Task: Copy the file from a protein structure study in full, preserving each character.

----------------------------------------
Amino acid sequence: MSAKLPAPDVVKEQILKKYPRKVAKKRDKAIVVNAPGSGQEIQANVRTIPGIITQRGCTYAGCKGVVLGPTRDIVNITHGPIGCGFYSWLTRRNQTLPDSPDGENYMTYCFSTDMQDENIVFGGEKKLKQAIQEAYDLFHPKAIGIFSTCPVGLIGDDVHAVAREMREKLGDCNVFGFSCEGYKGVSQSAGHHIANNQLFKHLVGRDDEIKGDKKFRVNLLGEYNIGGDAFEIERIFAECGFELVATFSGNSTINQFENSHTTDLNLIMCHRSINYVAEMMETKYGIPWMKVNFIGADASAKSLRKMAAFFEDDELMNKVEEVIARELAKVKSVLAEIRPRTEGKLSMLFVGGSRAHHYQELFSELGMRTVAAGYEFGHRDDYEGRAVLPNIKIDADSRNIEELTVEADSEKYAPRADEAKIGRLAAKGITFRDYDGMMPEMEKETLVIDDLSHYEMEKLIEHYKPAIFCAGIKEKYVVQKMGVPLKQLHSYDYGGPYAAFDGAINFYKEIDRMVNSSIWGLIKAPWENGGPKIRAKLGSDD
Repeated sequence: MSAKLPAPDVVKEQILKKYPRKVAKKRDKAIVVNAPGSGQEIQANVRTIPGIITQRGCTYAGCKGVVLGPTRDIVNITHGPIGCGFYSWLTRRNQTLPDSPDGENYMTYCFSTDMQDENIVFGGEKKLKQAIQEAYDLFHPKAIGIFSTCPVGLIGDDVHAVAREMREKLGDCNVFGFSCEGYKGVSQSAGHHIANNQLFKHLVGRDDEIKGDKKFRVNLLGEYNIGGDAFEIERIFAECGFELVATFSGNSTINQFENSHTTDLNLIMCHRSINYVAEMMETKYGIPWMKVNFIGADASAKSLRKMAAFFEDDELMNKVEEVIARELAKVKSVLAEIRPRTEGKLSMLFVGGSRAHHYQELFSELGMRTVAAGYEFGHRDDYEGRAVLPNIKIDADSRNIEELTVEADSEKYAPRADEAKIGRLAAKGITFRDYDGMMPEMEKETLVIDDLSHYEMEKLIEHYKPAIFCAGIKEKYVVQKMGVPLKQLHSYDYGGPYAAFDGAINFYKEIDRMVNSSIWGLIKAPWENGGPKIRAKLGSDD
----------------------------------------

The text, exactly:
Amino acid sequence: MSAKLPAPDVVKEQILKKYPRKVAKKRDKAIVVNAPGSGQEIQANVRTIPGIITQRGCTYAGCKGVVLGPTRDIVNITHGPIGCGFYSWLTRRNQTLPDSPDGENYMTYCFSTDMQDENIVFGGEKKLKQAIQEAYDLFHPKAIGIFSTCPVGLIGDDVHAVAREMREKLGDCNVFGFSCEGYKGVSQSAGHHIANNQLFKHLVGRDDEIKGDKKFRVNLLGEYNIGGDAFEIERIFAECGFELVATFSGNSTINQFENSHTTDLNLIMCHRSINYVAEMMETKYGIPWMKVNFIGADASAKSLRKMAAFFEDDELMNKVEEVIARELAKVKSVLAEIRPRTEGKLSMLFVGGSRAHHYQELFSELGMRTVAAGYEFGHRDDYEGRAVLPNIKIDADSRNIEELTVEADSEKYAPRADEAKIGRLAAKGITFRDYDGMMPEMEKETLVIDDLSHYEMEKLIEHYKPAIFCAGIKEKYVVQKMGVPLKQLHSYDYGGPYAAFDGAINFYKEIDRMVNSSIWGLIKAPWENGGPKIRAKLGSDD
Repeated sequence: MSAKLPAPDVVKEQILKKYPRKVAKKRDKAIVVNAPGSGQEIQANVRTIPGIITQRGCTYAGCKGVVLGPTRDIVNITHGPIGCGFYSWLTRRNQTLPDSPDGENYMTYCFSTDMQDENIVFGGEKKLKQAIQEAYDLFHPKAIGIFSTCPVGLIGDDVHAVAREMREKLGDCNVFGFSCEGYKGVSQSAGHHIANNQLFKHLVGRDDEIKGDKKFRVNLLGEYNIGGDAFEIERIFAECGFELVATFSGNSTINQFENSHTTDLNLIMCHRSINYVAEMMETKYGIPWMKVNFIGADASAKSLRKMAAFFEDDELMNKVEEVIARELAKVKSVLAEIRPRTEGKLSMLFVGGSRAHHYQELFSELGMRTVAAGYEFGHRDDYEGRAVLPNIKIDADSRNIEELTVEADSEKYAPRADEAKIGRLAAKGITFRDYDGMMPEMEKETLVIDDLSHYEMEKLIEHYKPAIFCAGIKEKYVVQKMGVPLKQLHSYDYGGPYAAFDGAINFYKEIDRMVNSSIWGLIKAPWENGGPKIRAKLGSDD